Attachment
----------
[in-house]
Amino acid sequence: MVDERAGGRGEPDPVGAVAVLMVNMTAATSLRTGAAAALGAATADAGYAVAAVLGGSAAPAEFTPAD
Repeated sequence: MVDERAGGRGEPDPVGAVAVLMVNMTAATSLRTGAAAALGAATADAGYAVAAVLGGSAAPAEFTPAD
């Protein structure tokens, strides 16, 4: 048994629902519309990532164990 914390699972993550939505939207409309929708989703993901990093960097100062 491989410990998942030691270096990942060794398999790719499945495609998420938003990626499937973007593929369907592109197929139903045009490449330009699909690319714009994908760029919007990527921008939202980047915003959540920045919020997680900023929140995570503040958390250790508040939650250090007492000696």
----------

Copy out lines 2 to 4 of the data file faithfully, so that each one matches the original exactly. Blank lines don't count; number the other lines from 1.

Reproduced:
Amino acid sequence: MVDERAGGRGEPDPVGAVAVLMVNMTAATSLRTGAAAALGAATADAGYAVAAVLGGSAAPAEFTPAD
Repeated sequence: MVDERAGGRGEPDPVGAVAVLMVNMTAATSLRTGAAAALGAATADAGYAVAAVLGGSAAPAEFTPAD
């Protein structure tokens, strides 16, 4: 048994629902519309990532164990 914390699972993550939505939207409309929708989703993901990093960097100062 491989410990998942030691270096990942060794398999790719499945495609998420938003990626499937973007593929369907592109197929139903045009490449330009699909690319714009994908760029919007990527921008939202980047915003959540920045919020997680900023929140995570503040958390250790508040939650250090007492000696």